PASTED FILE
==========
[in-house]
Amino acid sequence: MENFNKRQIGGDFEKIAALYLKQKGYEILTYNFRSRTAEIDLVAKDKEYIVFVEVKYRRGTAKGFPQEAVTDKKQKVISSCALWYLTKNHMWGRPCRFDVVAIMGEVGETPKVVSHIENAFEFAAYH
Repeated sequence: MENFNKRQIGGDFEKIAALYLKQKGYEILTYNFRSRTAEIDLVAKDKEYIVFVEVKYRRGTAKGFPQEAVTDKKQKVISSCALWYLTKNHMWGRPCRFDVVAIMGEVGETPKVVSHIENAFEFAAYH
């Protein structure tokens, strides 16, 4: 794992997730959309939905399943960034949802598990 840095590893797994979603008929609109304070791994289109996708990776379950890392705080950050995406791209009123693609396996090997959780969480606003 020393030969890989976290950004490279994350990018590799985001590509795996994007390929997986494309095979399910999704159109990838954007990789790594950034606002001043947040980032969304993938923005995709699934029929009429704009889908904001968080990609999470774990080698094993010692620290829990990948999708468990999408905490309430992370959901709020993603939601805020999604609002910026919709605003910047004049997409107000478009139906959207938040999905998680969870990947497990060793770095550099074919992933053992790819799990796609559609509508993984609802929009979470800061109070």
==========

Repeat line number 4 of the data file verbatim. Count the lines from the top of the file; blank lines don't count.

């Protein structure tokens, strides 16, 4: 794992997730959309939905399943960034949802598990 840095590893797994979603008929609109304070791994289109996708990776379950890392705080950050995406791209009123693609396996090997959780969480606003 020393030969890989976290950004490279994350990018590799985001590509795996994007390929997986494309095979399910999704159109990838954007990789790594950034606002001043947040980032969304993938923005995709699934029929009429704009889908904001968080990609999470774990080698094993010692620290829990990948999708468990999408905490309430992370959901709020993603939601805020999604609002910026919709605003910047004049997409107000478009139906959207938040999905998680969870990947497990060793770095550099074919992933053992790819799990796609559609509508993984609802929009979470800061109070």